Tuba Mirum feels very special to me. If you ever catch me humming a piece of Western Classical music, this will most likely be it. I have been exposed to a bit of Mozart and Requiem specifically when I was a teenager, and this piece has stayed with me ever since. This piece becomes especially alive at Easter, for it is about the last judgement, and it carries within itself the dual role of Christ as God.
We prefer to think of Christ as the supremely merciful one, the mild one and the generous one, the one who grants salvation. He is the one who after having died descends into the underworld (hell, or whatever), to liberate all those souls who were stuck somewhere there waiting for him to come, and I find this particular image of Christ most inspiring.
However, we mostly would like to avoid facing the other Christ, the one who comes back to conduct the last judgement. He is the one who, once the human time for making mistakes and recovering from them has run out, has no more mercy left, only justice.
I find this dual nature of God, who is comforting, healing and redeeming on one hand and frightening/awe-inspiring on the other, to be one of the the most important characteristics of the Divine when it comes to the relationship with human beings.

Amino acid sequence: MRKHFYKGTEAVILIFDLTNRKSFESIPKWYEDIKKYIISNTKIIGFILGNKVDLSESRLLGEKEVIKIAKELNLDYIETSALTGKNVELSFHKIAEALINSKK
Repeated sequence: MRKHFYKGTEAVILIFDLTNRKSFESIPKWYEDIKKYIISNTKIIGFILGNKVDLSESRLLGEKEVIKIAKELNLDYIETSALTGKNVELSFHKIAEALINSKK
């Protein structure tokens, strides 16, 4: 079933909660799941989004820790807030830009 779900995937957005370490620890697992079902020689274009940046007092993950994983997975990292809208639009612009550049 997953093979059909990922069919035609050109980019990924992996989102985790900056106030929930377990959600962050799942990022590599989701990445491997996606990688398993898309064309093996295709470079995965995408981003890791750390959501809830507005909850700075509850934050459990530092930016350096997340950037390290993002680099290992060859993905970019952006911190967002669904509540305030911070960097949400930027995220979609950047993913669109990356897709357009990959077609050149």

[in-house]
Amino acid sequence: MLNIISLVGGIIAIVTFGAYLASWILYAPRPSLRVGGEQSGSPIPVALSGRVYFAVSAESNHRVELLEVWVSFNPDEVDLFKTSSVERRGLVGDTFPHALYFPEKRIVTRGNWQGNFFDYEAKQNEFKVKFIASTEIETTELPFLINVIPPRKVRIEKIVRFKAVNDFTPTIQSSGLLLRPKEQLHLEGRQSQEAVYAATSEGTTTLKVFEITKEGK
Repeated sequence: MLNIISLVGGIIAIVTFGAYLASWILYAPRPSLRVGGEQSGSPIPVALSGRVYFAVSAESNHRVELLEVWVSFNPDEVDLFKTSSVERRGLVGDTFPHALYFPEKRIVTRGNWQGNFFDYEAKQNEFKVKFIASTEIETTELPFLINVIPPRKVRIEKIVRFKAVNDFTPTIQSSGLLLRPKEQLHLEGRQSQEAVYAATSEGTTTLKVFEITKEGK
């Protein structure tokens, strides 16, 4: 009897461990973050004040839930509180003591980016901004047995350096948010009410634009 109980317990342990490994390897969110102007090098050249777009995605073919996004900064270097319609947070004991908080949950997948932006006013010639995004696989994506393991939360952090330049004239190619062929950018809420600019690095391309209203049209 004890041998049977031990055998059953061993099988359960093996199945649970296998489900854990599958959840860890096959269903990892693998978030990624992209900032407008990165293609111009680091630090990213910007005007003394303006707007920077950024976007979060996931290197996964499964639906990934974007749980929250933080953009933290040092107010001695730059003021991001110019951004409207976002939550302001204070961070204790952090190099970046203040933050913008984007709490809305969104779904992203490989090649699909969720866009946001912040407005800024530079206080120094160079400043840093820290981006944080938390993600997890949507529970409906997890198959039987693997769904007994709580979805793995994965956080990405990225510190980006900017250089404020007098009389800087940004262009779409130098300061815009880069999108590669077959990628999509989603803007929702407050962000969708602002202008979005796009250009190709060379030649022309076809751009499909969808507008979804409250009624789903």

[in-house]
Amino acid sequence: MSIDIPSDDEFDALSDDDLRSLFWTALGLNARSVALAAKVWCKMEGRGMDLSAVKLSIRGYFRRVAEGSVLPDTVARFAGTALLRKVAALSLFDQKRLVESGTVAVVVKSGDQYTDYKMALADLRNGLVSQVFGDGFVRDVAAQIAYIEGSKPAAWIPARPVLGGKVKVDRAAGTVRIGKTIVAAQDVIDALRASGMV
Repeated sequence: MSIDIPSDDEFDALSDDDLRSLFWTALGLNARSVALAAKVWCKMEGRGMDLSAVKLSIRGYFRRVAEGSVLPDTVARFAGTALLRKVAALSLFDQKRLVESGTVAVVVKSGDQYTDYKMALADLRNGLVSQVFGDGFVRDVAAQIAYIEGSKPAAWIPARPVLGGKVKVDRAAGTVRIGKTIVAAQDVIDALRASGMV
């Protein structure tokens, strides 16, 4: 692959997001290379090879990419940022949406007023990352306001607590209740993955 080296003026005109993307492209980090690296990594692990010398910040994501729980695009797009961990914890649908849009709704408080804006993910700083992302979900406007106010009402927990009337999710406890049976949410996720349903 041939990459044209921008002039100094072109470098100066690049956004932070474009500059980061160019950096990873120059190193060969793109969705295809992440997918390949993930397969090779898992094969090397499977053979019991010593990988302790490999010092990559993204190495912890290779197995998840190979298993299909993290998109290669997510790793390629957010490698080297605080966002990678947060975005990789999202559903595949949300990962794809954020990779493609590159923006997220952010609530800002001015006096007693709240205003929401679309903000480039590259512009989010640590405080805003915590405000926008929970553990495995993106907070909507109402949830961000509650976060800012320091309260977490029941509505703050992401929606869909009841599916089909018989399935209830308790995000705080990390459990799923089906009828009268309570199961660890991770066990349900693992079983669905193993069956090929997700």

Below is Latin text of Tuba Mirum with the English translation which I found here, behold!
Tuba mirum spargens sonum per sepulcra regionum, coget omnes ante thronum.
(The trumpet will send its wondrous sound throughout earth’s sepulchres and gather all before the throne.)
Mors stupebit et natura, cum resurget creatura, judicanti responsura.
(Death and nature will be astounded, when all creation rises again, to answer the judgement.)
Liber scriptus proferetur, in quo totum continetur, unde mundus judicetur.
(A book will be brought forth, in which all will be written, by which the world will be judged.)
Judex ergo cum sedebit, quidquid latet, apparebit, nil inultum remanebit.
(When the judge takes his place, what is hidden will be revealed, nothing will remain unavenged.)
Quid sum miser tunc dicturus? quem patronum rogaturus, cum vix justus sit securus?
(What shall a wretch like me say? Who shall intercede for me, when the just ones need mercy?)